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Nissan's Ghosn crisis

Carlos Ghosn opens Twitter account and vows to 'tell truth'

Ousted Nissan chairman calls news conference on April 11

Former Nissan Motor Chairman Carlos Ghosn, pictured just after making bail on March 6, has yet to speak publicly. (Photo by Akira Kodaka)

TOKYO -- Former Nissan Motor Chairman Carlos Ghosn has set up a Twitter account and declared his eagerness to share his version of the events that led to his arrest and dismissal.

The Brazil-born tycoon on Wednesday tweeted that he intends to hold a news conference on April 11. This will be Ghosn's first time speaking in public since his March 6 release on nearly $9 million bail, after more than three months in a Tokyo detention center.

"I'm getting ready to tell the truth about what's happening," Ghosn tweeted. His account has a blue check mark next to his name, indicating the social network has verified his identity.

Ghosn was arrested last November and faces charges for underreporting his income over nine years by approximately 9.2 billion yen ($82 million). He has also been charged with aggravated breach of trust over his alleged transfer of 1.85 billion yen worth of foreign exchange losses to Nissan, along with 1.6 billion yen worth of company funds paid to a Saudi acquaintance from 2009 to 2012.

Ghosn denies all wrongdoing.

The former Nissan boss's computer and mobile phones are blocked from internet access, under the conditions for his bail. That could mean Ghosn received third-party support in order to send the tweet.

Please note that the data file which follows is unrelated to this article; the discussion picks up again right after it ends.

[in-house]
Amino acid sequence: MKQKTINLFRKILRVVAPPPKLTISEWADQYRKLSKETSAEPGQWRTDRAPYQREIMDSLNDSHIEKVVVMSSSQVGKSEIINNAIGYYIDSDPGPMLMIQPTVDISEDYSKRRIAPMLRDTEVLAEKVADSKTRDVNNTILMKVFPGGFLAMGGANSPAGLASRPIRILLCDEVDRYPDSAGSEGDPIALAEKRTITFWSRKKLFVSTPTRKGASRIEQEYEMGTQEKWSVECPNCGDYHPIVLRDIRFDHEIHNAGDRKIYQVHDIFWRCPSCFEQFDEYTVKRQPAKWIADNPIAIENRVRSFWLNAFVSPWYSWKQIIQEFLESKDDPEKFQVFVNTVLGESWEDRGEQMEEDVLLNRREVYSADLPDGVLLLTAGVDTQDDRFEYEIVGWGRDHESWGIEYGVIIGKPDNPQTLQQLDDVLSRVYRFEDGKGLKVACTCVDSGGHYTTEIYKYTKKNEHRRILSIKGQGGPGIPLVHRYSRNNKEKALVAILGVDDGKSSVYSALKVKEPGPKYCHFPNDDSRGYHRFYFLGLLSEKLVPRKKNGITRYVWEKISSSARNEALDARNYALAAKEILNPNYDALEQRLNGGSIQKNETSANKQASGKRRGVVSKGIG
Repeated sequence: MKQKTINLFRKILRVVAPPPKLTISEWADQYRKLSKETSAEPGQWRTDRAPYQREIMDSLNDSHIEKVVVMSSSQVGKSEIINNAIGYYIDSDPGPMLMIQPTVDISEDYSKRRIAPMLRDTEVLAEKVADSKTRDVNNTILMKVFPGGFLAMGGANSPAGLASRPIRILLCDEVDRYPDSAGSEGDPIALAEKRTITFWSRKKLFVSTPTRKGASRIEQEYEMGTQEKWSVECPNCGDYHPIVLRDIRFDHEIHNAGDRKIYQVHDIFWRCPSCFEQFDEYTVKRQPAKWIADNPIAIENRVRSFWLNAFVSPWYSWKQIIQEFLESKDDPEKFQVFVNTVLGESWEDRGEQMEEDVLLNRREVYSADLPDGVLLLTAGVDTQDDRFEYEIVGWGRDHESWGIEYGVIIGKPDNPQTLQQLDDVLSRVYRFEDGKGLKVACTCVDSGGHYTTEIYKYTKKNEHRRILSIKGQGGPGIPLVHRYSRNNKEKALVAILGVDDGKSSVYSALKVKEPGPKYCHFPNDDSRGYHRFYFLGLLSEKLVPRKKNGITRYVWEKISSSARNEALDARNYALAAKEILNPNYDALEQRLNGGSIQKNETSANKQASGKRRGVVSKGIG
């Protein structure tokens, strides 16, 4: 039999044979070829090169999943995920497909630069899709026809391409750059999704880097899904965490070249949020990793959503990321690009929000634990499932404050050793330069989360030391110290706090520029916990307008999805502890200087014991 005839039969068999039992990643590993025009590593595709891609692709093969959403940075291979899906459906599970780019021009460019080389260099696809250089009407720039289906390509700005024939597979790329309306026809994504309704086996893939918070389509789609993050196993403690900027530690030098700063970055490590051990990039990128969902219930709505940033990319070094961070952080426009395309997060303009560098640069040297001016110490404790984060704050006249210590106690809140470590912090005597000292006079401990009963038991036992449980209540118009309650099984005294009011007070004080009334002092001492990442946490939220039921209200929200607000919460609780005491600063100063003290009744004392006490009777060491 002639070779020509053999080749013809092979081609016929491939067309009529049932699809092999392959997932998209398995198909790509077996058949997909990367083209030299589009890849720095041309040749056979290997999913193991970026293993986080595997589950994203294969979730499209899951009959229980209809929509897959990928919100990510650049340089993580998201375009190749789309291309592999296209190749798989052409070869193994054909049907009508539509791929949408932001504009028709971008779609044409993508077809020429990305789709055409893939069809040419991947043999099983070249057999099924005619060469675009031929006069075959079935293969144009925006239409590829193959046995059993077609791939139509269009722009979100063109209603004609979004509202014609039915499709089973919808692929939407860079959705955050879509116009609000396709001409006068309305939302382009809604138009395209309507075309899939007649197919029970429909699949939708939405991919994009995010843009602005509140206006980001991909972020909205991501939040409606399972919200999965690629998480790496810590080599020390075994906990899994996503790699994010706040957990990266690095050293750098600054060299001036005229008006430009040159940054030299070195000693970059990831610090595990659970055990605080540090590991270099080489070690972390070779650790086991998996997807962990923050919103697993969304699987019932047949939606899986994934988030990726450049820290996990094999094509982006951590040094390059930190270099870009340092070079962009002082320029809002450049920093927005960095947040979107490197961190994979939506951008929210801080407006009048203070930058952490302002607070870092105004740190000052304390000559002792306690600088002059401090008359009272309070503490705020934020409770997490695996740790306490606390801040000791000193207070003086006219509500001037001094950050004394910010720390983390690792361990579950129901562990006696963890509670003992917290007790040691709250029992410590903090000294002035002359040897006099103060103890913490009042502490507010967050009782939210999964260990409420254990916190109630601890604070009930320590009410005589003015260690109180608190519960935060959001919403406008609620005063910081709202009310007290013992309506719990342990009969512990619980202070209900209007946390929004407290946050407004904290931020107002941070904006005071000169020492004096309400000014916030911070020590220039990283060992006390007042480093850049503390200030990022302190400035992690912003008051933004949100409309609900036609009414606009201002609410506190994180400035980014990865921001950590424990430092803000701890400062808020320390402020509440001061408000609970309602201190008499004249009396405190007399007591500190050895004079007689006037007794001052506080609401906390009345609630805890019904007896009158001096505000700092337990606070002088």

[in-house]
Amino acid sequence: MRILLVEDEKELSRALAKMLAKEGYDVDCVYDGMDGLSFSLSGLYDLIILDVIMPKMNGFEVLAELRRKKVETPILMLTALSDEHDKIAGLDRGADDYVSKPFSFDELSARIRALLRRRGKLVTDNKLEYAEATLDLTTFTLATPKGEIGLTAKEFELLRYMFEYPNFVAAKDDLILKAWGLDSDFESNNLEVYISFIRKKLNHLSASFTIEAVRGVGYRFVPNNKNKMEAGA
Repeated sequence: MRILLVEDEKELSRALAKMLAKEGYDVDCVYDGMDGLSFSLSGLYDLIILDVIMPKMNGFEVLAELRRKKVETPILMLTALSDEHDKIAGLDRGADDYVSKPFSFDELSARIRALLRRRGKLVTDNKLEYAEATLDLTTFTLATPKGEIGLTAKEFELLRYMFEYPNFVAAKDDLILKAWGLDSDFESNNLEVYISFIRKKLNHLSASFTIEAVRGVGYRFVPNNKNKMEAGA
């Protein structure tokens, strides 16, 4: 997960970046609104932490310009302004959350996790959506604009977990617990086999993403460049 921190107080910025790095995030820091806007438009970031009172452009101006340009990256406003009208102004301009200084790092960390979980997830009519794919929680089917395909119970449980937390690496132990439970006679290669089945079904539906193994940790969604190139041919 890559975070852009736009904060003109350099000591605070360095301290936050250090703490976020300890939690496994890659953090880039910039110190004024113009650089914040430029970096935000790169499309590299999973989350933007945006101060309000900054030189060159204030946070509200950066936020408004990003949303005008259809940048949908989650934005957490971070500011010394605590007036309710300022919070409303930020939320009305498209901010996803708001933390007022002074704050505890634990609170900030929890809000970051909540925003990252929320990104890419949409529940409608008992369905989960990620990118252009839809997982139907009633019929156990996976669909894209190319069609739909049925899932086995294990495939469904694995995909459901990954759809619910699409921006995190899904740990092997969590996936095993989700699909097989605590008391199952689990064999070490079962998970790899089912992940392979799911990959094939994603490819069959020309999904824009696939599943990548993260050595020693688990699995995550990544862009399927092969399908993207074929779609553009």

In his first tweet, Ghosn says he will speak to reporters on April 11.

Junichiro Hironaka, the embattled executive's lawyer, held a news conference on Tuesday and said his client was planning to speak out in the "near future."

Hironaka also expressed concern that Ghosn's legal troubles could deepen.

"We believe there is a possibility that prosecutors will make another charge against Mr. Ghosn on a different matter," he said, in light of reports that French authorities have been alerted to further suspicious payments worth millions of euros.

Renault -- Nissan's French alliance partner, where Ghosn also served as chairman and CEO -- notified French prosecutors about payments to a distributor in Oman during Ghosn's tenure, Le Figaro and other news outlets reported. Much of the money was subsequently funneled to a Lebanese company controlled by Ghosn associates, according to the reports.

Ghosn's spokesman previously said payments of $32 million, made over nine years, were rewards for the Oman company being a top Nissan dealer. The representative said the dealer incentives were not ordered by Ghosn and the funds were not used to pay any personal debt, according to Reuters.

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